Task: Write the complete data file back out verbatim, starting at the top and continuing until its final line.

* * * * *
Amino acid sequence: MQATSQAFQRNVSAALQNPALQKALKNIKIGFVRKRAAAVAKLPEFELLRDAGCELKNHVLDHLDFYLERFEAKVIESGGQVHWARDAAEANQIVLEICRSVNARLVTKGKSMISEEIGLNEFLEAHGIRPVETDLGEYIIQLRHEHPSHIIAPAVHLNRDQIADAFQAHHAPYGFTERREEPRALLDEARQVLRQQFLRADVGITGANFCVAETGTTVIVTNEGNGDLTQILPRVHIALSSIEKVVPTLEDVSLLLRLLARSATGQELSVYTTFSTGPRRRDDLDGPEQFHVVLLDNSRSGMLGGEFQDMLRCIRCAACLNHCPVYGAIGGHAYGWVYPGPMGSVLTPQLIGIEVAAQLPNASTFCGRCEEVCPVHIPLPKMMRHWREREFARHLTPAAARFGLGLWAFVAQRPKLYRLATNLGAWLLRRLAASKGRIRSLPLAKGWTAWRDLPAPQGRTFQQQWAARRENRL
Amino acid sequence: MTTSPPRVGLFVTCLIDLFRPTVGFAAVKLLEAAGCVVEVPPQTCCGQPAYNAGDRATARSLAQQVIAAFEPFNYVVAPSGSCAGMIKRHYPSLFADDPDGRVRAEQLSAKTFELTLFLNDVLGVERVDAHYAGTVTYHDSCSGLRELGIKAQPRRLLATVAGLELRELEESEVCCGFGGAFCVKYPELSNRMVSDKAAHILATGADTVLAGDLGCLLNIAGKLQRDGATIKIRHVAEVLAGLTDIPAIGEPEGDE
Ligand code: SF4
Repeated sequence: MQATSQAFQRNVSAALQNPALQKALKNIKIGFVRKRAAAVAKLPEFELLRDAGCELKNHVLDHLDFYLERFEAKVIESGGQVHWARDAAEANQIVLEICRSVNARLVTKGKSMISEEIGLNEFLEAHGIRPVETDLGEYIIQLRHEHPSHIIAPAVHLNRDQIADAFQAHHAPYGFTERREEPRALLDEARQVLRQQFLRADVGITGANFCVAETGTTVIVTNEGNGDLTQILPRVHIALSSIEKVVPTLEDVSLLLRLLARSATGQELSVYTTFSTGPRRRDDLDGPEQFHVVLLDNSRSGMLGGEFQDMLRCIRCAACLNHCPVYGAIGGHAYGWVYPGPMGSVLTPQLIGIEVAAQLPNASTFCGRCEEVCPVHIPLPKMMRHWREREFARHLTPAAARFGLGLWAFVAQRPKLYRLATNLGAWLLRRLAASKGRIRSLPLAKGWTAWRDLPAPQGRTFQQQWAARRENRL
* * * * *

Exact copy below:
Amino acid sequence: MQATSQAFQRNVSAALQNPALQKALKNIKIGFVRKRAAAVAKLPEFELLRDAGCELKNHVLDHLDFYLERFEAKVIESGGQVHWARDAAEANQIVLEICRSVNARLVTKGKSMISEEIGLNEFLEAHGIRPVETDLGEYIIQLRHEHPSHIIAPAVHLNRDQIADAFQAHHAPYGFTERREEPRALLDEARQVLRQQFLRADVGITGANFCVAETGTTVIVTNEGNGDLTQILPRVHIALSSIEKVVPTLEDVSLLLRLLARSATGQELSVYTTFSTGPRRRDDLDGPEQFHVVLLDNSRSGMLGGEFQDMLRCIRCAACLNHCPVYGAIGGHAYGWVYPGPMGSVLTPQLIGIEVAAQLPNASTFCGRCEEVCPVHIPLPKMMRHWREREFARHLTPAAARFGLGLWAFVAQRPKLYRLATNLGAWLLRRLAASKGRIRSLPLAKGWTAWRDLPAPQGRTFQQQWAARRENRL
Amino acid sequence: MTTSPPRVGLFVTCLIDLFRPTVGFAAVKLLEAAGCVVEVPPQTCCGQPAYNAGDRATARSLAQQVIAAFEPFNYVVAPSGSCAGMIKRHYPSLFADDPDGRVRAEQLSAKTFELTLFLNDVLGVERVDAHYAGTVTYHDSCSGLRELGIKAQPRRLLATVAGLELRELEESEVCCGFGGAFCVKYPELSNRMVSDKAAHILATGADTVLAGDLGCLLNIAGKLQRDGATIKIRHVAEVLAGLTDIPAIGEPEGDE
Ligand code: SF4
Repeated sequence: MQATSQAFQRNVSAALQNPALQKALKNIKIGFVRKRAAAVAKLPEFELLRDAGCELKNHVLDHLDFYLERFEAKVIESGGQVHWARDAAEANQIVLEICRSVNARLVTKGKSMISEEIGLNEFLEAHGIRPVETDLGEYIIQLRHEHPSHIIAPAVHLNRDQIADAFQAHHAPYGFTERREEPRALLDEARQVLRQQFLRADVGITGANFCVAETGTTVIVTNEGNGDLTQILPRVHIALSSIEKVVPTLEDVSLLLRLLARSATGQELSVYTTFSTGPRRRDDLDGPEQFHVVLLDNSRSGMLGGEFQDMLRCIRCAACLNHCPVYGAIGGHAYGWVYPGPMGSVLTPQLIGIEVAAQLPNASTFCGRCEEVCPVHIPLPKMMRHWREREFARHLTPAAARFGLGLWAFVAQRPKLYRLATNLGAWLLRRLAASKGRIRSLPLAKGWTAWRDLPAPQGRTFQQQWAARRENRL